“I was here with our sons yesterday, they almost burned us alive yesterday, they almost burned us alive,” a sobbing Peralta said.

El Tiempo reported Thursday that it had obtained evidence that the mob burnings were coordinated attacks, not spontaneous eruptions of violence. A local official in Bogotá accused leftists of using Facebook to organize attacks, writing messages on the social media site specifically calling for criminals to convene and “burn the CAI” about an hour before a mob convened at a local park on Wednesday. Fearing violence, the local councilmen and other officials went door-to-door urging businesses to shut down. The officials also used Whatsapp to contact state officials asking for law enforcement backup for their local forces, but “no one” answered, they told the newspaper.

The officials also attempted to organize a “human shield” defense of the police station in the Kennedy neighborhood of Bogotá, but were met with a barrage of rocks and stones. A video from Twitter reproduced by the newspaper shows the attack.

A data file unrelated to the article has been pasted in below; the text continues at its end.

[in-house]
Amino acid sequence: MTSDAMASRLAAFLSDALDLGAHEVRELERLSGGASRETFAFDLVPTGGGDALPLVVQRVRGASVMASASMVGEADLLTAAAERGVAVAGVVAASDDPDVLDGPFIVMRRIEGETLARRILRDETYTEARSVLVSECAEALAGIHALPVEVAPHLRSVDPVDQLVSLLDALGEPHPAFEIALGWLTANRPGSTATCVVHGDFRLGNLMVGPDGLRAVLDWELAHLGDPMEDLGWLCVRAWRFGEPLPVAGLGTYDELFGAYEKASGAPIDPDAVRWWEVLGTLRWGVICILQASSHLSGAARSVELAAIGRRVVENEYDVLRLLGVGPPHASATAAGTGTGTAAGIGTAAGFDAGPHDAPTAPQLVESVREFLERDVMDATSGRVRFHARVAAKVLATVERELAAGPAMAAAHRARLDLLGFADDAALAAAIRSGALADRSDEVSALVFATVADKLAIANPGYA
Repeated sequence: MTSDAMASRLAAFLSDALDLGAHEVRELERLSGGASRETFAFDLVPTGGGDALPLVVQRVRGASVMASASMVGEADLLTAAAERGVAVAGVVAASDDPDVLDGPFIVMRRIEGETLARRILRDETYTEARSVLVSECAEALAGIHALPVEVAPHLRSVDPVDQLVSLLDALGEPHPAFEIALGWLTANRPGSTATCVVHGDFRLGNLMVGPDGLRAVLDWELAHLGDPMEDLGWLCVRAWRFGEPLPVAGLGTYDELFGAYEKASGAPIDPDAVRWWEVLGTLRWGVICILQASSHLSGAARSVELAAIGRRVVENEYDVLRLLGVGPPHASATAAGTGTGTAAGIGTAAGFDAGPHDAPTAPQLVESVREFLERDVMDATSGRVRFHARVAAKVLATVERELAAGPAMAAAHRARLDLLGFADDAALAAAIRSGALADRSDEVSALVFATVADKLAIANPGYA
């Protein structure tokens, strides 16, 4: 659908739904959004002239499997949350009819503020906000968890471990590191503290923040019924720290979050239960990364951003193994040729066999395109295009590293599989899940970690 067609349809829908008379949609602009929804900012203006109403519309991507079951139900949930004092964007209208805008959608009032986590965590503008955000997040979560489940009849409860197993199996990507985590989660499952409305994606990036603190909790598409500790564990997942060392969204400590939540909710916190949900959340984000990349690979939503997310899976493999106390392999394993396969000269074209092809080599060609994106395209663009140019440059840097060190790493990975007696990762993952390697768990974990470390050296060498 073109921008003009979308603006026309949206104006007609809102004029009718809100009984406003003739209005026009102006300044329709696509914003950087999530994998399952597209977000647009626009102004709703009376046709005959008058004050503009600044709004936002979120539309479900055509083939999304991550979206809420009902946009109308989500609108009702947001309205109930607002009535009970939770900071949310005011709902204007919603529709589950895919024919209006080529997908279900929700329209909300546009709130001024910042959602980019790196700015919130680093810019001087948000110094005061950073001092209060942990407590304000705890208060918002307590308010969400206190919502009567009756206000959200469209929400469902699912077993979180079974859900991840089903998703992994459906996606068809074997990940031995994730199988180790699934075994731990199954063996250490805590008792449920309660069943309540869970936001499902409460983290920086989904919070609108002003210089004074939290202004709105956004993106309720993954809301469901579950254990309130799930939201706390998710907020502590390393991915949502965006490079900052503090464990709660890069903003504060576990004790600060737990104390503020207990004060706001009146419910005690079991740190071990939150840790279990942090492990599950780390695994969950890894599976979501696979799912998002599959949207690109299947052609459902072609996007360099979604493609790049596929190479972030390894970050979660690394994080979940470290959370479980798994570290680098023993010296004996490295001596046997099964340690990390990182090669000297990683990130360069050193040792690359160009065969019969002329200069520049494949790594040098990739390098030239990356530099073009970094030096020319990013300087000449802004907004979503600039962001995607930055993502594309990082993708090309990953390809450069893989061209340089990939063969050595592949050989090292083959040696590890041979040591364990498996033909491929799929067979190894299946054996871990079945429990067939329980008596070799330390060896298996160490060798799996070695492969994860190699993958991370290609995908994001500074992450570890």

After several failed attempts, the mob reportedly succeeded in burning the entire station down.

In Medellín, a city in Colombia’s mountainous heartland, a leftist mob burned down a highly trafficked Metroplus public transit station, an unprecedented event in the city despite its extremely violent history as a drug trafficking hub in the 1980s and 1990s.

MEDELLIN, COLOMBIA - MAY 05: A demonstrator throws a rock into a bus stop shattering a glass panel during national strike on May 5, 2021 in Medellin, Colombia. Despite that the ruling party announced withdrawal of the unpopular bill for a tax reform and the resignation of the Minister of Finances, social unrest continues after a week. The United Nations human rights office (OHCHR) showed its concern and condemned the riot police repression. Ongoing protests take place in major cities since April 28. (Photo by Fredy Builes/Getty Images)